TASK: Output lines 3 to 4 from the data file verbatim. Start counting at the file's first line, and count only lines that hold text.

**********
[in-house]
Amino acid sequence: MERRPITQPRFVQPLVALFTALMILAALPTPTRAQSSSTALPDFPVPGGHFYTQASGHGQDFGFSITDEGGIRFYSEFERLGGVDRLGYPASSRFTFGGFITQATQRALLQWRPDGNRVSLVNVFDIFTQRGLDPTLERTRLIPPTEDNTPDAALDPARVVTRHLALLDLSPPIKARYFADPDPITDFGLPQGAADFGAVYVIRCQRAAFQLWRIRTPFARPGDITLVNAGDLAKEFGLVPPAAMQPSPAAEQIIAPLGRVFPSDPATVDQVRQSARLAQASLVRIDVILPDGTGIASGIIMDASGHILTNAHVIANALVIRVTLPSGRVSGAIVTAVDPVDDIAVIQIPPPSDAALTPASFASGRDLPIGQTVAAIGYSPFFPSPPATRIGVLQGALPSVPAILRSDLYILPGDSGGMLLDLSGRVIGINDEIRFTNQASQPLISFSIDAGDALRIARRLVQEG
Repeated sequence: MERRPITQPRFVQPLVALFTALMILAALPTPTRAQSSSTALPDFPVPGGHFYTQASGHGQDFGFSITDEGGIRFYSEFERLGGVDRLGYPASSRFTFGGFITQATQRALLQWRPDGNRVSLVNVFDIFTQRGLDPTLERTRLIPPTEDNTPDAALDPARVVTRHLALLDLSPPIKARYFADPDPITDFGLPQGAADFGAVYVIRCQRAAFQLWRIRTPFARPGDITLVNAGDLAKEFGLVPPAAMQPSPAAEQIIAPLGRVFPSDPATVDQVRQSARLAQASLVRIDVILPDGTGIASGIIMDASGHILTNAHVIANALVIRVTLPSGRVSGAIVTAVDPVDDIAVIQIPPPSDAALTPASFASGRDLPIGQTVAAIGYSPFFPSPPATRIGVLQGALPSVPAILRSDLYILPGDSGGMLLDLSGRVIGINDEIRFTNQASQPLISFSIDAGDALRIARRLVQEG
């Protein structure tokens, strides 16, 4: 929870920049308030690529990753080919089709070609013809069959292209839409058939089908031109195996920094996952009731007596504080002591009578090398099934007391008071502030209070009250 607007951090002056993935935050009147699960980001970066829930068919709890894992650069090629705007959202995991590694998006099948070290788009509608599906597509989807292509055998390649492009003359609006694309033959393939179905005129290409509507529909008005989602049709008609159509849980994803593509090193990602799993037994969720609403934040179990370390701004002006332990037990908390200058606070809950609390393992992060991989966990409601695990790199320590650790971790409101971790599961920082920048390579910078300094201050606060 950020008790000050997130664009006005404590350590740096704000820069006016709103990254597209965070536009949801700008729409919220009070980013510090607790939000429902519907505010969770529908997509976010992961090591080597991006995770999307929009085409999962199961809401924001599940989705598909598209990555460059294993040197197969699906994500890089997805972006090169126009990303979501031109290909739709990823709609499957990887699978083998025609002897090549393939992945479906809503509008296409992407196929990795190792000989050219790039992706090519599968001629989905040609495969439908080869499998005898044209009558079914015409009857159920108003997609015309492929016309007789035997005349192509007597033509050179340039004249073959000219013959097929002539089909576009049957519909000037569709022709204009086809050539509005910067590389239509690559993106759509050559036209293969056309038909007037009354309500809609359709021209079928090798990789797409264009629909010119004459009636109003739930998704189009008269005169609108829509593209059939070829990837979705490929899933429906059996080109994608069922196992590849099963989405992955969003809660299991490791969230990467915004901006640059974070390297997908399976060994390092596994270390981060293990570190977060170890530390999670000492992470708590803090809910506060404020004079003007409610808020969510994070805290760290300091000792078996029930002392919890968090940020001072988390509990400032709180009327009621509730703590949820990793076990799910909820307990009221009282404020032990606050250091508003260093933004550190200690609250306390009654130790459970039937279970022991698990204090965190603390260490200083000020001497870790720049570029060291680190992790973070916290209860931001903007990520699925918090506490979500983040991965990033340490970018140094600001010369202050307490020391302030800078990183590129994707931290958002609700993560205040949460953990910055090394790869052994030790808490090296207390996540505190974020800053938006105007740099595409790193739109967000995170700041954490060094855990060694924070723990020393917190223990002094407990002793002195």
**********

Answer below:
Repeated sequence: MERRPITQPRFVQPLVALFTALMILAALPTPTRAQSSSTALPDFPVPGGHFYTQASGHGQDFGFSITDEGGIRFYSEFERLGGVDRLGYPASSRFTFGGFITQATQRALLQWRPDGNRVSLVNVFDIFTQRGLDPTLERTRLIPPTEDNTPDAALDPARVVTRHLALLDLSPPIKARYFADPDPITDFGLPQGAADFGAVYVIRCQRAAFQLWRIRTPFARPGDITLVNAGDLAKEFGLVPPAAMQPSPAAEQIIAPLGRVFPSDPATVDQVRQSARLAQASLVRIDVILPDGTGIASGIIMDASGHILTNAHVIANALVIRVTLPSGRVSGAIVTAVDPVDDIAVIQIPPPSDAALTPASFASGRDLPIGQTVAAIGYSPFFPSPPATRIGVLQGALPSVPAILRSDLYILPGDSGGMLLDLSGRVIGINDEIRFTNQASQPLISFSIDAGDALRIARRLVQEG
């Protein structure tokens, strides 16, 4: 929870920049308030690529990753080919089709070609013809069959292209839409058939089908031109195996920094996952009731007596504080002591009578090398099934007391008071502030209070009250 607007951090002056993935935050009147699960980001970066829930068919709890894992650069090629705007959202995991590694998006099948070290788009509608599906597509989807292509055998390649492009003359609006694309033959393939179905005129290409509507529909008005989602049709008609159509849980994803593509090193990602799993037994969720609403934040179990370390701004002006332990037990908390200058606070809950609390393992992060991989966990409601695990790199320590650790971790409101971790599961920082920048390579910078300094201050606060 950020008790000050997130664009006005404590350590740096704000820069006016709103990254597209965070536009949801700008729409919220009070980013510090607790939000429902519907505010969770529908997509976010992961090591080597991006995770999307929009085409999962199961809401924001599940989705598909598209990555460059294993040197197969699906994500890089997805972006090169126009990303979501031109290909739709990823709609499957990887699978083998025609002897090549393939992945479906809503509008296409992407196929990795190792000989050219790039992706090519599968001629989905040609495969439908080869499998005898044209009558079914015409009857159920108003997609015309492929016309007789035997005349192509007597033509050179340039004249073959000219013959097929002539089909576009049957519909000037569709022709204009086809050539509005910067590389239509690559993106759509050559036209293969056309038909007037009354309500809609359709021209079928090798990789797409264009629909010119004459009636109003739930998704189009008269005169609108829509593209059939070829990837979705490929899933429906059996080109994608069922196992590849099963989405992955969003809660299991490791969230990467915004901006640059974070390297997908399976060994390092596994270390981060293990570190977060170890530390999670000492992470708590803090809910506060404020004079003007409610808020969510994070805290760290300091000792078996029930002392919890968090940020001072988390509990400032709180009327009621509730703590949820990793076990799910909820307990009221009282404020032990606050250091508003260093933004550190200690609250306390009654130790459970039937279970022991698990204090965190603390260490200083000020001497870790720049570029060291680190992790973070916290209860931001903007990520699925918090506490979500983040991965990033340490970018140094600001010369202050307490020391302030800078990183590129994707931290958002609700993560205040949460953990910055090394790869052994030790808490090296207390996540505190974020800053938006105007740099595409790193739109967000995170700041954490060094855990060694924070723990020393917190223990002094407990002793002195």